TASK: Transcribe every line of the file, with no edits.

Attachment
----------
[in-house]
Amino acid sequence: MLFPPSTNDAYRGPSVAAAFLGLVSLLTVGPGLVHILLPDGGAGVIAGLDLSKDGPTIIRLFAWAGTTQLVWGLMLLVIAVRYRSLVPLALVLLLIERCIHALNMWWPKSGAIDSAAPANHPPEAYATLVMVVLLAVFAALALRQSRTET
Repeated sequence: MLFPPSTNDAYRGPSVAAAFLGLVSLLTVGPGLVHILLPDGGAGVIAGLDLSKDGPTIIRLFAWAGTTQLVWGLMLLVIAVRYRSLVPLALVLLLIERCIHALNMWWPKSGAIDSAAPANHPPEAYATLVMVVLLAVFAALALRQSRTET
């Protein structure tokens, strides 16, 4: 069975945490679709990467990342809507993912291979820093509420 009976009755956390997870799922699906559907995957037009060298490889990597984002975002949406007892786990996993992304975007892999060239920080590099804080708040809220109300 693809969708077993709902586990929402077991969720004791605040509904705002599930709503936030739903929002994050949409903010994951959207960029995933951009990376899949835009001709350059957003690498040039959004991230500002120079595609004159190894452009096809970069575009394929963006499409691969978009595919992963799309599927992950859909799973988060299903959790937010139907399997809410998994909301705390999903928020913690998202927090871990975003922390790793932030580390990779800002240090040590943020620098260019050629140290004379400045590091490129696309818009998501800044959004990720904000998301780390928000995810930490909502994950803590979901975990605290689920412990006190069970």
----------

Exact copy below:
[in-house]
Amino acid sequence: MLFPPSTNDAYRGPSVAAAFLGLVSLLTVGPGLVHILLPDGGAGVIAGLDLSKDGPTIIRLFAWAGTTQLVWGLMLLVIAVRYRSLVPLALVLLLIERCIHALNMWWPKSGAIDSAAPANHPPEAYATLVMVVLLAVFAALALRQSRTET
Repeated sequence: MLFPPSTNDAYRGPSVAAAFLGLVSLLTVGPGLVHILLPDGGAGVIAGLDLSKDGPTIIRLFAWAGTTQLVWGLMLLVIAVRYRSLVPLALVLLLIERCIHALNMWWPKSGAIDSAAPANHPPEAYATLVMVVLLAVFAALALRQSRTET
């Protein structure tokens, strides 16, 4: 069975945490679709990467990342809507993912291979820093509420 009976009755956390997870799922699906559907995957037009060298490889990597984002975002949406007892786990996993992304975007892999060239920080590099804080708040809220109300 693809969708077993709902586990929402077991969720004791605040509904705002599930709503936030739903929002994050949409903010994951959207960029995933951009990376899949835009001709350059957003690498040039959004991230500002120079595609004159190894452009096809970069575009394929963006499409691969978009595919992963799309599927992950859909799973988060299903959790937010139907399997809410998994909301705390999903928020913690998202927090871990975003922390790793932030580390990779800002240090040590943020620098260019050629140290004379400045590091490129696309818009998501800044959004990720904000998301780390928000995810930490909502994950803590979901975990605290689920412990006190069970």